, they are over-booked, they have a terrific physique (although, they should take care of their appearance), they are too aggressive or you cannot walk the next day. Things that should impress you: they are flexible with appointments, but they do have limits, they have a plan and take notes after each session, they do not have the answer for everything, and are willing to find out that answer with you and you are their only focus during the session. If they answer their phone, carry a coffee or shake, sit down while they are training you, talk with other clients or, lastly but most importantly, they are late or cancel on you, find another trainer. You expect the best 
for your program. So, hire someone who cares and has the business and health experience to assist you, not punish you!

6. Know when to go: The best day to visit a gym is Sunday. Why? There's less of a crowd, so you'll receive more personal attention. Also, sales personnel are usually more open to negotiate a deal. Pick three to five health clubs to visit and don't be afraid to let the sales manager that you have visited other facilities. Generally, they have to make a quota and they will do whatever it takes for you to join. Hint, hint! If they have a joining fee, see how willing they are to reduce it, or drop it off your whole membership. Remember, they want you and are willing to make a deal.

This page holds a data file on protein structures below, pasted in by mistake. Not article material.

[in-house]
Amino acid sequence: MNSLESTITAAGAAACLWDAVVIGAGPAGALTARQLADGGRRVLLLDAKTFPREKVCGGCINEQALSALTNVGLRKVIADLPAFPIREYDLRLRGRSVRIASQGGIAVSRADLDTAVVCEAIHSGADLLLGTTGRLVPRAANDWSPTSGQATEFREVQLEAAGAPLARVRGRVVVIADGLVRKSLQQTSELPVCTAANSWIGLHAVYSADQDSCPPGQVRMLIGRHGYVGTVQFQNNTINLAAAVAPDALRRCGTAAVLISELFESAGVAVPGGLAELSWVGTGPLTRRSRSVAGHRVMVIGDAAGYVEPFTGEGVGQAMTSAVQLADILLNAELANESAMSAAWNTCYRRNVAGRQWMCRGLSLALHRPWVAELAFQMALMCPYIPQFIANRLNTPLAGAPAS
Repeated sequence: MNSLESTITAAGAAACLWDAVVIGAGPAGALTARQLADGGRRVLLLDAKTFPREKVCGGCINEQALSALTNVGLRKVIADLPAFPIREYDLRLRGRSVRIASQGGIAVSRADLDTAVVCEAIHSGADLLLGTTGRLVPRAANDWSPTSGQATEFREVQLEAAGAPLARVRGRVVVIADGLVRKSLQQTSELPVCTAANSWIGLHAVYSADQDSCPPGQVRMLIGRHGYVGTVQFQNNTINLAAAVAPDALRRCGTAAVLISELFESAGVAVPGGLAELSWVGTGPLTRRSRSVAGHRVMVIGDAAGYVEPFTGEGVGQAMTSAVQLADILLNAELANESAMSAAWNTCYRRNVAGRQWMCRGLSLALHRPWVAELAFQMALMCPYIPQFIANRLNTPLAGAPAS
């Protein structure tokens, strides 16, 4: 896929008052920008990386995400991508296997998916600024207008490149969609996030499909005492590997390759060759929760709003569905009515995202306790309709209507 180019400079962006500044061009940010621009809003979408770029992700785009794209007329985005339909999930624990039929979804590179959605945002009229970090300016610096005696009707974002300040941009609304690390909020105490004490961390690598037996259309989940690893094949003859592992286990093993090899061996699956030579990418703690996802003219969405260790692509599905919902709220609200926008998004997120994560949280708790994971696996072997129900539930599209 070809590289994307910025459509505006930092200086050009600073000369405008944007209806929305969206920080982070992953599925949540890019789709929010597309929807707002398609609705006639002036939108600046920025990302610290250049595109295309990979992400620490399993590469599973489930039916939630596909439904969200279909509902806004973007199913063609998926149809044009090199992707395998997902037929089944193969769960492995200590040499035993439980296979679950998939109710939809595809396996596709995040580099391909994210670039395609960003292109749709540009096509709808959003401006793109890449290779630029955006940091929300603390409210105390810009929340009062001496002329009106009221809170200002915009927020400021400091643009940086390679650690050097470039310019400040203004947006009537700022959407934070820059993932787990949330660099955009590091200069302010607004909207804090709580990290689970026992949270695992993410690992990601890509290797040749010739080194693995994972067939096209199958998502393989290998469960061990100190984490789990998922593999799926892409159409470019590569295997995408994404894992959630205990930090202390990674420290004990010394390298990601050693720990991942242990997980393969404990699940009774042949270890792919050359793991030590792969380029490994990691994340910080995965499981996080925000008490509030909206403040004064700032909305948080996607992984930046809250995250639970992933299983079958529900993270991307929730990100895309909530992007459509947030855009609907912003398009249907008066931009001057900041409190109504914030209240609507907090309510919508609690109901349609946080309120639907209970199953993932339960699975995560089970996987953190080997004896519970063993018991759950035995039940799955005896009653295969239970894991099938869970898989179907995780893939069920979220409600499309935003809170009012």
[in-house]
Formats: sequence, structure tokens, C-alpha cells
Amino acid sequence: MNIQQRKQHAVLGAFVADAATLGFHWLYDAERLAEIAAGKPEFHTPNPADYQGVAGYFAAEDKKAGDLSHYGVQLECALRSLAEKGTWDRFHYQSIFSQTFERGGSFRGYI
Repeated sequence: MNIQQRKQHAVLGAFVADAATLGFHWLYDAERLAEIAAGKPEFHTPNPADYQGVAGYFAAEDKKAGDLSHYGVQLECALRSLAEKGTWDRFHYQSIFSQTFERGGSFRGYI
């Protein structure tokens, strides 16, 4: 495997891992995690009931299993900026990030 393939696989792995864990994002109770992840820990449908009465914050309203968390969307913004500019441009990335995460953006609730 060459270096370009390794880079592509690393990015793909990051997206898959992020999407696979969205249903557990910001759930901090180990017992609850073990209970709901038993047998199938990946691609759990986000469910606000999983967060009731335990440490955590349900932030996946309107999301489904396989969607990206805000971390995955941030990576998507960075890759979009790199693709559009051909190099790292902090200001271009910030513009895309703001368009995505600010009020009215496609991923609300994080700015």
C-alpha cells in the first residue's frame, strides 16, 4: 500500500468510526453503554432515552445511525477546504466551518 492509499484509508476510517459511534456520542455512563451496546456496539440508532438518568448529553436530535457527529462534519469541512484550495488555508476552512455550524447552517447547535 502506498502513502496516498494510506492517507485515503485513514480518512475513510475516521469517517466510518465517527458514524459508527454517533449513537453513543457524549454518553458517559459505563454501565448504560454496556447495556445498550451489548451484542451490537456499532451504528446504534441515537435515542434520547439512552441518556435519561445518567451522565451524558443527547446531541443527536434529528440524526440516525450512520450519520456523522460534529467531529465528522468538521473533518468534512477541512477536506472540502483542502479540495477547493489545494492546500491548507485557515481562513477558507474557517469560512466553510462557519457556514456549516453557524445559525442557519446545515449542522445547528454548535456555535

7. Take a test drive: Try the gym out before you commit -- and don't just settle for a free workout that day. Show up at a peak-time: 4-8 p.m. on weekdays, Saturday mornings and Mondays at lunchtime.

8. Feel out the front: If you are not properly greeted, go somewhere else. Some gyms opt to place highly professional individuals behind the desk. Others barely consider the role of the front door staff. Remember, it is hard enough to go to the gym -- something better make you feel great when you walk through the door.

9. Do some recon on the restrooms: You will spend a lot of time here. Be sure they are clean and have the needed materials (fresh towels, quick staff to open your locker, pump bottle soaps and no mildew). Also, ensure that they offer enough privacy -- it's not a good feeling having to change next to a sweaty body.

10. Judge wisely: If there's a spinning wheel or balloons posted at the door to increase membership, generally membership sales are suffering. Be wise and open. Just as automobile salesman are perceived as sharks, so are a lot of health club sales staff. Avoid giving your personal cell phone numbers to the sales person before you sign up or you will have a new friend reaching out to you all hours of the day.

So the bottom line is that gym memberships are worth your while, and your money -- if you choose them carefully. I hope I have caused little feathers to be ruffled for gym owners, trainers and managers -- my goal is to steer you away from those who feed off of the lack of education of the average consumer. More importantly, I hope that I have sparked interest in those of you who have felt that joining a gym was out of reach. Go for it!

Train safely and be well.